June 28, 2022

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The influence of Jupiter and the Moon on our lives |  cosmic void

The influence of Jupiter and the Moon on our lives | cosmic void

we explain in a Previous article Isotopic properties of a compound can be used to study its origin and evolution. And we move to another article to talk about the application of this technique in studying the origin of water on our planet. Well let’s go.

What do we know about water on Earth? First of all, there is no other place in or outside the Solar System where we know for sure that there is liquid water. We know there are Frozen water on the moon and in Europe And the Enceladusthe moons of Jupiter and Saturn, respectively, or in comets such as 67P / Churyamov-Gerasimenko. We also know that there is water vapor in the frigid volcanoes on these moons and in the interstellar medium, especially near regions where stars are forming. Is all this water the same, does it have the same isotopic composition?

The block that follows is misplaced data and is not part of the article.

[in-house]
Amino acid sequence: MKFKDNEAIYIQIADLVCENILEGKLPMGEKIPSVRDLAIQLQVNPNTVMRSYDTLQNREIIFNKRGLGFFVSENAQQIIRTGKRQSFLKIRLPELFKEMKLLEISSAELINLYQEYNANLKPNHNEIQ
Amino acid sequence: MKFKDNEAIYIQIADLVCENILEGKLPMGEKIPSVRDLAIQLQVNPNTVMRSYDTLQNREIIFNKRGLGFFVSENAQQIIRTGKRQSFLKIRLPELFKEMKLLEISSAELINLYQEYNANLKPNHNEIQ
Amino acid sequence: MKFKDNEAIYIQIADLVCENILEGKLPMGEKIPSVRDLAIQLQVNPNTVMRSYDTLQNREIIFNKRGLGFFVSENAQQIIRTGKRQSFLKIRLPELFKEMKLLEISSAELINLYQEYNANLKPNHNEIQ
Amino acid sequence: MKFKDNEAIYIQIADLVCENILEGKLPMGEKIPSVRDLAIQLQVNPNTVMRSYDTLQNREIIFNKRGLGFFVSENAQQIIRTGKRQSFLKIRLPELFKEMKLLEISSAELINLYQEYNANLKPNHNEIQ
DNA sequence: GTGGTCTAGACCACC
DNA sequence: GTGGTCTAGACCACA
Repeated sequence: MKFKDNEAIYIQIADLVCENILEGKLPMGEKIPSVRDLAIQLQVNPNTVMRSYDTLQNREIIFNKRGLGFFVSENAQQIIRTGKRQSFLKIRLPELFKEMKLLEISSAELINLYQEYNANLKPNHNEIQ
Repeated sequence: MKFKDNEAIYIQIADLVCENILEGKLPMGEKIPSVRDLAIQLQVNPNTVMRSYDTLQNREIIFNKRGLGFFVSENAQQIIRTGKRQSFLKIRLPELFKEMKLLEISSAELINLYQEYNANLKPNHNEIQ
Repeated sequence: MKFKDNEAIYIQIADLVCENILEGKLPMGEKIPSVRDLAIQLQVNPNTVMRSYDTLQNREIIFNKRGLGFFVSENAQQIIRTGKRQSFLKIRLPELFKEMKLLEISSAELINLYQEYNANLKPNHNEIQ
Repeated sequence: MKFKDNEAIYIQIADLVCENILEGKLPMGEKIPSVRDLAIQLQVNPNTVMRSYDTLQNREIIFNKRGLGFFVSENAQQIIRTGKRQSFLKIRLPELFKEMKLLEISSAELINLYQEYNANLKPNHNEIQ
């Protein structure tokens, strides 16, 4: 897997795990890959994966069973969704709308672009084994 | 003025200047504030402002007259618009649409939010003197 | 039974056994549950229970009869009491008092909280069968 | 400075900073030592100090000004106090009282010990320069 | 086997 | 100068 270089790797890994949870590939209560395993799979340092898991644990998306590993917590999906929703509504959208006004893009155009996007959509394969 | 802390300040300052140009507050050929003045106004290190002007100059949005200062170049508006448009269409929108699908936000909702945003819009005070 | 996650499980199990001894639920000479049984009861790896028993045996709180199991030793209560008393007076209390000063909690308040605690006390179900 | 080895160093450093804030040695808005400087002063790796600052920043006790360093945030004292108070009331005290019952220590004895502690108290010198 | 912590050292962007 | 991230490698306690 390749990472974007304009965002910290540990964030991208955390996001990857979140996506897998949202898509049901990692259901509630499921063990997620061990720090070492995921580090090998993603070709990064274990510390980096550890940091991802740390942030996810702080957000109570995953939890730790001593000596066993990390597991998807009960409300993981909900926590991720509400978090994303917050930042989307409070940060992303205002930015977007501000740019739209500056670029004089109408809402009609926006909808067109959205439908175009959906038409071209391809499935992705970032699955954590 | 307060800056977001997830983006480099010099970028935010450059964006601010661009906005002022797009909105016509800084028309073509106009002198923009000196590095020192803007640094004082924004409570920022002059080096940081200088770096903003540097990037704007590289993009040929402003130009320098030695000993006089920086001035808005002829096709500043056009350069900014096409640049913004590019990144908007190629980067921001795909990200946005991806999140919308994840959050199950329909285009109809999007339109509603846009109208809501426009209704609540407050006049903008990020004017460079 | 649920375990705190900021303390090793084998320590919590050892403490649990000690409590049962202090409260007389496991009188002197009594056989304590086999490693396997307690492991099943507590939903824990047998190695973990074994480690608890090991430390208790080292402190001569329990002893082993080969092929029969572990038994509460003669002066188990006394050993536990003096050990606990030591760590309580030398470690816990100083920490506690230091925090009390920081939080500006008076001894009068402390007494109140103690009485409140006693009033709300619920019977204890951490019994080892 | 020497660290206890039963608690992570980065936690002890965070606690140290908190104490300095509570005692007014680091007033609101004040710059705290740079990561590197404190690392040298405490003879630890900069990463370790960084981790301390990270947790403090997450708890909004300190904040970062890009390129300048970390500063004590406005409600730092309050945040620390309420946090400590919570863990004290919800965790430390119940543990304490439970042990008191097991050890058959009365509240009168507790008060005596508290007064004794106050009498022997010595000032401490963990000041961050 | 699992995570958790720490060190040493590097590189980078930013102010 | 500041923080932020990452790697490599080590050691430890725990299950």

The problem of the origin of water on Earth is that models Formation of rocky planets (Mercury, Venus, Earth and Mars) prove that these appeared in a region of the solar system, near the king of stars, where the temperature was high enough not to allow the formation of primary atmospheres, where water can only live in a gaseous state and it is natural that Evade the gravitational influence of each planet. That is, the environment in which the Sun and Earth originated was completely dry, despite the fact that water is one of the most abundant compounds in star-forming regions.